Star Wars: The Force Unleashed Review

Star Wars: The Force Unleashed Info


  • N/A


  • N/A


  • LucasArts
  • THQ Wireless Inc.


  • Krome Studios
  • LucasArts
  • THQ Wireless Inc.

Release Date

  • 01/01/1970
  • Out Now


  • DS
  • iPhone
  • PC
  • PS2
  • PS3


A not so long ago as Episode III but longer than Episode IV time ago…

George Lucas, you’ve done it again. You’ve taken one of the most popular and loved sci-fi franchises of all time and tried to turn successfully turned a quick buck by exploiting it. Falling somewhere between Phantom Menace and Revenge of the Sith in quality, Star Wars: The Force Unleashed is actually more tame than its title would suggest.

[image1]I must say that I was really looking forward to this one. It had that chance for redemption that is all too familiar in the plot of the original trilogy. Sadly, it is more like going through the stage of compromise in a loved one’s separation. There are things to like about the Force Unleashed, but they quickly and all too often become clouded by the dark side of the game.

Take for instance, your character. You play the role of Darth Vader’s secret apprentice. As a child, Vader killed your father and took you to train in the Sith ways, and that’s about all there is to you. At one point you’re referred to as “Starkiller”, but that could just be a codename. And even then, whoop-de-doo.

The premise behind your mission is more interesting, if a bit convoluted. The Clone Wars have ended and the Dark side won, but Vader wants it all and he’s using you to climb the corporate ladder by sending you on hunts after rouge Jedi across the galaxy. That also means you have to kill any Imperials that get in your way so as to not have your existence discovered (secret apprentice, get it?).Fortunately, the Dark Side is a kill-them-all and let-Obi-Wan’s-ghost-sort-them-out philosophy.

At least you come well prepared for your journey. Throughout the game, you utilize the apprentice’s many powers, such as force grip, lightning, and Saber-throwing, to manipulate the terrain and destroy your enemies. As you can bet, these powers are the main and coolest part of the game. And best of all, you can combo them together. One of my favorites is to hold an enemy in the air, impale him with a lightsaber throw, hit him with a bolt of lightning, fling him into a crowd, and watch everything explode.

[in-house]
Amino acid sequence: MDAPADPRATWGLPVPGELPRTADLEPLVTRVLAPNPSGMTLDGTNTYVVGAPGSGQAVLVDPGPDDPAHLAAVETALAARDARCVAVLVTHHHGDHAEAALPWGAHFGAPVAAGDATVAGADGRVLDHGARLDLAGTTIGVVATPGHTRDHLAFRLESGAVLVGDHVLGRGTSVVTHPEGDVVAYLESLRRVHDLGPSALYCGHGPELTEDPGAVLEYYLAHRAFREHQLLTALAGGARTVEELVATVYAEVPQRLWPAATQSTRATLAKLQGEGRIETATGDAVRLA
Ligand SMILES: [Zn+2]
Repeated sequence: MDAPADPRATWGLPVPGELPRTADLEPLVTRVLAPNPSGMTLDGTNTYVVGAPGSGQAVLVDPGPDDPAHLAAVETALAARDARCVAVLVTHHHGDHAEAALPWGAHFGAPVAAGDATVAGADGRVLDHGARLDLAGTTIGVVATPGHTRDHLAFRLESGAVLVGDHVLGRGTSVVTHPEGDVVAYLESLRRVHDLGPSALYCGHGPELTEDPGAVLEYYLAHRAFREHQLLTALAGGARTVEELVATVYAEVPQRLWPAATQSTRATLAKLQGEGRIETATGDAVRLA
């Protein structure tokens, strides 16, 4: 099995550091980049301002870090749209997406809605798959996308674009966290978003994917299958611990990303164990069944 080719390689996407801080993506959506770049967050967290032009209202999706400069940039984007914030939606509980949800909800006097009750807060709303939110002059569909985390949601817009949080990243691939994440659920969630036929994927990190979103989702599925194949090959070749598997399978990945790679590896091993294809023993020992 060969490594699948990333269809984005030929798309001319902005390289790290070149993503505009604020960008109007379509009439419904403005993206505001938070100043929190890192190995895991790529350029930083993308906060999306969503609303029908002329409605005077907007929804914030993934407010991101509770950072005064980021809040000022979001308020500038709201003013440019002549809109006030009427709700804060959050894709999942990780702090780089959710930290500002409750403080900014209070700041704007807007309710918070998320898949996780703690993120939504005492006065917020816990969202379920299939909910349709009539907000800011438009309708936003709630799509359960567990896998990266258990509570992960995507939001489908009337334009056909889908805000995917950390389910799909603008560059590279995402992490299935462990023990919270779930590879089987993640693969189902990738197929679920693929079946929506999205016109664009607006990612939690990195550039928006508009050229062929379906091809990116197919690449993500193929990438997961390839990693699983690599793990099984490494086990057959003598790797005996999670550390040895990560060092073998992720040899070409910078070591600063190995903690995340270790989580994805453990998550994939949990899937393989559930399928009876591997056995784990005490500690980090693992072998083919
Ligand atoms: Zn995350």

[image2]Playing through the game will give you a chance to experience that sort of awesome power over and over again… to the point where it isn’t awesome anymore, even though most of the achievements (kill 100 enemies/kill 500 with lightning) are tailored to it.  While your combos and abilities are varied, there comes a point after the first couple of levels when you feel like you’re just going through the same motions, like you’ve weeded out all the filler, with more filler to go.

And I could not for the life of me ever figure out how the Force Repel power was the least bit helpful. You curl yourself up in the fetal position as the force builds up around you, while you take damage from lasers and punches, then unleash the charged force, and watch it push everyone away. But the only reason they were able to circle around you in the first place was because you curled up in a ball and floated in midair like a tempermental baby in the womb.

Another major problem you’ll face with your powers is that your force grip is not as accurate as it really needs to be. You’ll frequently grip the wrong object, and then whatever you fling (depending on what you grabbed) has about a 50% chance of actually going where you were trying to aim it. This is then compounded by a loose sense of depth perception between an item and you, and a background that moves too quickly when you throw things around. Much of the problem could have been avoided had they just given objects a shadow or had a “spotlight” effect below the item on the ground.